‘It’s really scary’: The existential crisis of a Bay Area crabber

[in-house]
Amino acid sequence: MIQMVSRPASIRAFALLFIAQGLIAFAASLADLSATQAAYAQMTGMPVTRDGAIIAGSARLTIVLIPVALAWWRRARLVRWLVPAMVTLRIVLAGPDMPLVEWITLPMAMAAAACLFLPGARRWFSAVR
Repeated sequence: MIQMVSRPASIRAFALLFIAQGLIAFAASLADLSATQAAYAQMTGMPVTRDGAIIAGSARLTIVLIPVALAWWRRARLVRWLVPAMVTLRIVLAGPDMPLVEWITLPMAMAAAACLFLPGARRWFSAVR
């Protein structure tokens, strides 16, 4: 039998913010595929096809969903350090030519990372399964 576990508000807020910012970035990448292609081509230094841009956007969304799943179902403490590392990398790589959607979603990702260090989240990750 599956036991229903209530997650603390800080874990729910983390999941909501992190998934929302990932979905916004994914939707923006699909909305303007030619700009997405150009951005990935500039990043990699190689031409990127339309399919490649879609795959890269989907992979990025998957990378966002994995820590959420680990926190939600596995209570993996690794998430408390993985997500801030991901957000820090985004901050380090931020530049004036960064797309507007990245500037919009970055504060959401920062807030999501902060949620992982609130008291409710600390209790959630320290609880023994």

On a cloudy January evening, just as the sun lowered in the sky creating a sliver of orange along the horizon, John Mellor pulled his boat into the dock at Fisherman’s Wharf. Mellor’s 40-foot boat has been out at sea for more than 30 hours. There is a sense of excitement and anticipation as two crew members lift a cover, unveiling thousands of crabs in a container. Bucket by bucket, clawing crustaceans are weighed on a giant scale. The haul is a good one, and the success of each outing has become more crucial since the Dungeness crab season is half as long as it used to be. He waited through several anxious months of delays for the season to start. Mellor, 60, grew up in Oakland and began fishing as a teen. He is one of a few hundred commercial Dungeness crabbers in the state who have reluctantly adapted to shorter crabbing seasons. Photos, more, >>click to read<< 16:44

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